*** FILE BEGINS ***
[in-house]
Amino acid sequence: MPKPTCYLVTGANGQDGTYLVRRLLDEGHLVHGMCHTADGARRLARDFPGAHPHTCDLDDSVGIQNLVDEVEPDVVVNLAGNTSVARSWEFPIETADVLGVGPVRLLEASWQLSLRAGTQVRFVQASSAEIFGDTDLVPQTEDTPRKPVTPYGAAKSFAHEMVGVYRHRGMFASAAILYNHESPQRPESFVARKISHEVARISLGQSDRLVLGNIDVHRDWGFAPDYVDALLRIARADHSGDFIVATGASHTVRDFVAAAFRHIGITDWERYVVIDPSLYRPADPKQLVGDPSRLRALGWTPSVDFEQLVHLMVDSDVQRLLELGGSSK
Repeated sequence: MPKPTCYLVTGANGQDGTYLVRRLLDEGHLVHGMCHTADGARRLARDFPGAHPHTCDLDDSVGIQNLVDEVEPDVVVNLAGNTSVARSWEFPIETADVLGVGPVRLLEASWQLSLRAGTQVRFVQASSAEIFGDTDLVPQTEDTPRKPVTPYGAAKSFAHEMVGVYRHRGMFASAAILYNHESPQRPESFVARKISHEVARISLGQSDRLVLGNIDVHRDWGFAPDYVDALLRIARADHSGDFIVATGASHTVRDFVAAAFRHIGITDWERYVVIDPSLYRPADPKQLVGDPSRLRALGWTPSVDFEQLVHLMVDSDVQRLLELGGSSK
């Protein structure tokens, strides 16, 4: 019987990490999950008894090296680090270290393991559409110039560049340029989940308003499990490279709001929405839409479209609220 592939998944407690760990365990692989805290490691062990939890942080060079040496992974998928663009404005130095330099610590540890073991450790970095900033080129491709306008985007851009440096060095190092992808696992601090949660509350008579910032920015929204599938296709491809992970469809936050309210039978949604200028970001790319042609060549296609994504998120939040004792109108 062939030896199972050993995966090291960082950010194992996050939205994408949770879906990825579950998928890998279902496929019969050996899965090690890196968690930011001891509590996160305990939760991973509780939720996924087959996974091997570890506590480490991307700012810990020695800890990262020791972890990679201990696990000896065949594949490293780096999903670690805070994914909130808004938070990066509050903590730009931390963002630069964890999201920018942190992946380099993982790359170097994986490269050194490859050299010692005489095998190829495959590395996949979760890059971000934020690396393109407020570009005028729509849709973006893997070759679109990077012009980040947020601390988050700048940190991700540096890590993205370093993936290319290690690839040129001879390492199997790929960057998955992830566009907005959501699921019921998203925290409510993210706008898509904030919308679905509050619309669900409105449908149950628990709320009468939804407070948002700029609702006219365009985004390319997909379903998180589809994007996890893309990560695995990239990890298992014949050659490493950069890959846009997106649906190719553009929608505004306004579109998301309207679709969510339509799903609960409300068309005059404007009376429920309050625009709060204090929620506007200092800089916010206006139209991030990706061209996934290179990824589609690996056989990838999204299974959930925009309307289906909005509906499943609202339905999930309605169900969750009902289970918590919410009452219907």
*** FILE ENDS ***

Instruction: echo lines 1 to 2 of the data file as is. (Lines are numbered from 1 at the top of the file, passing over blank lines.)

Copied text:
[in-house]
Amino acid sequence: MPKPTCYLVTGANGQDGTYLVRRLLDEGHLVHGMCHTADGARRLARDFPGAHPHTCDLDDSVGIQNLVDEVEPDVVVNLAGNTSVARSWEFPIETADVLGVGPVRLLEASWQLSLRAGTQVRFVQASSAEIFGDTDLVPQTEDTPRKPVTPYGAAKSFAHEMVGVYRHRGMFASAAILYNHESPQRPESFVARKISHEVARISLGQSDRLVLGNIDVHRDWGFAPDYVDALLRIARADHSGDFIVATGASHTVRDFVAAAFRHIGITDWERYVVIDPSLYRPADPKQLVGDPSRLRALGWTPSVDFEQLVHLMVDSDVQRLLELGGSSK